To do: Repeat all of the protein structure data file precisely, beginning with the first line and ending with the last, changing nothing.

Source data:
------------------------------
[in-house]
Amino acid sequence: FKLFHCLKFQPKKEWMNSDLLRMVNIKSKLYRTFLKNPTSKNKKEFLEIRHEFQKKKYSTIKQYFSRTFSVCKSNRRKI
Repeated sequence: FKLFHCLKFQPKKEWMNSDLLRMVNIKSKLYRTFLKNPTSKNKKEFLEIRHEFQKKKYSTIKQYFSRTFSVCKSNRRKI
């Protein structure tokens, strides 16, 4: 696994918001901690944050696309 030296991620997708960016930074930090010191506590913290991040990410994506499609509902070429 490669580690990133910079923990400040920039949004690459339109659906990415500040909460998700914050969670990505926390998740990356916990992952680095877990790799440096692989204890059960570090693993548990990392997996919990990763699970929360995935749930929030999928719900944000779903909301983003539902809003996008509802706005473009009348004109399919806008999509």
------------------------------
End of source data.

[in-house]
Amino acid sequence: FKLFHCLKFQPKKEWMNSDLLRMVNIKSKLYRTFLKNPTSKNKKEFLEIRHEFQKKKYSTIKQYFSRTFSVCKSNRRKI
Repeated sequence: FKLFHCLKFQPKKEWMNSDLLRMVNIKSKLYRTFLKNPTSKNKKEFLEIRHEFQKKKYSTIKQYFSRTFSVCKSNRRKI
């Protein structure tokens, strides 16, 4: 696994918001901690944050696309 030296991620997708960016930074930090010191506590913290991040990410994506499609509902070429 490669580690990133910079923990400040920039949004690459339109659906990415500040909460998700914050969670990505926390998740990356916990992952680095877990790799440096692989204890059960570090693993548990990392997996919990990763699970929360995935749930929030999928719900944000779903909301983003539902809003996008509802706005473009009348004109399919806008999509």